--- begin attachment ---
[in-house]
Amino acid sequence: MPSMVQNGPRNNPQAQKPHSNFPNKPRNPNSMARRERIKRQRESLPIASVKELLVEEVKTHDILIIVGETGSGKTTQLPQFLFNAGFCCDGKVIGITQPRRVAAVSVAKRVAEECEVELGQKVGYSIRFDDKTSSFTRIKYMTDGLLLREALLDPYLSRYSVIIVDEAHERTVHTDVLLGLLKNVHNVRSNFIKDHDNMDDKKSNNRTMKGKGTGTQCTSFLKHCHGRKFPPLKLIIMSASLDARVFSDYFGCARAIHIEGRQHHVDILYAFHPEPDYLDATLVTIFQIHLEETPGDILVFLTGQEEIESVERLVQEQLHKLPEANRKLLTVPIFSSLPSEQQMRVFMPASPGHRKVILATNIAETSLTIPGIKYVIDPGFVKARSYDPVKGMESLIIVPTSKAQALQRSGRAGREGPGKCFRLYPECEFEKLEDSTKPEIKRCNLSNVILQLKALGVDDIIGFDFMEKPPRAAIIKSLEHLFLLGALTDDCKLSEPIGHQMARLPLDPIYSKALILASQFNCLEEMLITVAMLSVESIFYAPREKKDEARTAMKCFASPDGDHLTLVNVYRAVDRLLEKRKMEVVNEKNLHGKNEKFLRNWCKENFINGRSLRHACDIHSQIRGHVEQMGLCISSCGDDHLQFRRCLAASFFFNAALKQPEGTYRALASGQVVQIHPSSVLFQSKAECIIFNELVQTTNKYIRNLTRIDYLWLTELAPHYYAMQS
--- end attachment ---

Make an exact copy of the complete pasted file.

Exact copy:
[in-house]
Amino acid sequence: MPSMVQNGPRNNPQAQKPHSNFPNKPRNPNSMARRERIKRQRESLPIASVKELLVEEVKTHDILIIVGETGSGKTTQLPQFLFNAGFCCDGKVIGITQPRRVAAVSVAKRVAEECEVELGQKVGYSIRFDDKTSSFTRIKYMTDGLLLREALLDPYLSRYSVIIVDEAHERTVHTDVLLGLLKNVHNVRSNFIKDHDNMDDKKSNNRTMKGKGTGTQCTSFLKHCHGRKFPPLKLIIMSASLDARVFSDYFGCARAIHIEGRQHHVDILYAFHPEPDYLDATLVTIFQIHLEETPGDILVFLTGQEEIESVERLVQEQLHKLPEANRKLLTVPIFSSLPSEQQMRVFMPASPGHRKVILATNIAETSLTIPGIKYVIDPGFVKARSYDPVKGMESLIIVPTSKAQALQRSGRAGREGPGKCFRLYPECEFEKLEDSTKPEIKRCNLSNVILQLKALGVDDIIGFDFMEKPPRAAIIKSLEHLFLLGALTDDCKLSEPIGHQMARLPLDPIYSKALILASQFNCLEEMLITVAMLSVESIFYAPREKKDEARTAMKCFASPDGDHLTLVNVYRAVDRLLEKRKMEVVNEKNLHGKNEKFLRNWCKENFINGRSLRHACDIHSQIRGHVEQMGLCISSCGDDHLQFRRCLAASFFFNAALKQPEGTYRALASGQVVQIHPSSVLFQSKAECIIFNELVQTTNKYIRNLTRIDYLWLTELAPHYYAMQS